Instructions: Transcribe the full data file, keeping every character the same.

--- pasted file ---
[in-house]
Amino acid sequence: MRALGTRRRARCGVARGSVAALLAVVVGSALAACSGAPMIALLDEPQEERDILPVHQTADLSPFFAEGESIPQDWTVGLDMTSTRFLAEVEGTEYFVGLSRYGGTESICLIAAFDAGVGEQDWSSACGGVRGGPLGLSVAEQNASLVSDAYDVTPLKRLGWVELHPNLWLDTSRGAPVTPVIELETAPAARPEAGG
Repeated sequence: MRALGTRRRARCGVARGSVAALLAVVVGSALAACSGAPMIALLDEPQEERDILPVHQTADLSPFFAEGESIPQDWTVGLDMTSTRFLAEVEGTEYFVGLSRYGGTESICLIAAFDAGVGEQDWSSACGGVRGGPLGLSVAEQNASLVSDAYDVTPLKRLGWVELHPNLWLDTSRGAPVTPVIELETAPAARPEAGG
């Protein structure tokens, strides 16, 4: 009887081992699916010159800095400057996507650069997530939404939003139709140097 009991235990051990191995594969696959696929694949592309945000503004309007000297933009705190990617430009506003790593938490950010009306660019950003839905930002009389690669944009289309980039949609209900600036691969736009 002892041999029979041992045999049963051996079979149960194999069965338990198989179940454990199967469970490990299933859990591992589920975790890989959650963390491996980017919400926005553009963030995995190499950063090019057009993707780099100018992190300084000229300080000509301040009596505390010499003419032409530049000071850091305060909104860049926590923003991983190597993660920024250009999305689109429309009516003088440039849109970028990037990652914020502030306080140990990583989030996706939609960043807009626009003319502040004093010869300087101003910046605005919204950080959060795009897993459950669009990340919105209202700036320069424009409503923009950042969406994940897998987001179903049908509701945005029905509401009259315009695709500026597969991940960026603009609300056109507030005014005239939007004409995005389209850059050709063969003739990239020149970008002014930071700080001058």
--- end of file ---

[in-house]
Amino acid sequence: MRALGTRRRARCGVARGSVAALLAVVVGSALAACSGAPMIALLDEPQEERDILPVHQTADLSPFFAEGESIPQDWTVGLDMTSTRFLAEVEGTEYFVGLSRYGGTESICLIAAFDAGVGEQDWSSACGGVRGGPLGLSVAEQNASLVSDAYDVTPLKRLGWVELHPNLWLDTSRGAPVTPVIELETAPAARPEAGG
Repeated sequence: MRALGTRRRARCGVARGSVAALLAVVVGSALAACSGAPMIALLDEPQEERDILPVHQTADLSPFFAEGESIPQDWTVGLDMTSTRFLAEVEGTEYFVGLSRYGGTESICLIAAFDAGVGEQDWSSACGGVRGGPLGLSVAEQNASLVSDAYDVTPLKRLGWVELHPNLWLDTSRGAPVTPVIELETAPAARPEAGG
């Protein structure tokens, strides 16, 4: 009887081992699916010159800095400057996507650069997530939404939003139709140097 009991235990051990191995594969696959696929694949592309945000503004309007000297933009705190990617430009506003790593938490950010009306660019950003839905930002009389690669944009289309980039949609209900600036691969736009 002892041999029979041992045999049963051996079979149960194999069965338990198989179940454990199967469970490990299933859990591992589920975790890989959650963390491996980017919400926005553009963030995995190499950063090019057009993707780099100018992190300084000229300080000509301040009596505390010499003419032409530049000071850091305060909104860049926590923003991983190597993660920024250009999305689109429309009516003088440039849109970028990037990652914020502030306080140990990583989030996706939609960043807009626009003319502040004093010869300087101003910046605005919204950080959060795009897993459950669009990340919105209202700036320069424009409503923009950042969406994940897998987001179903049908509701945005029905509401009259315009695709500026597969991940960026603009609300056109507030005014005239939007004409995005389209850059050709063969003739990239020149970008002014930071700080001058």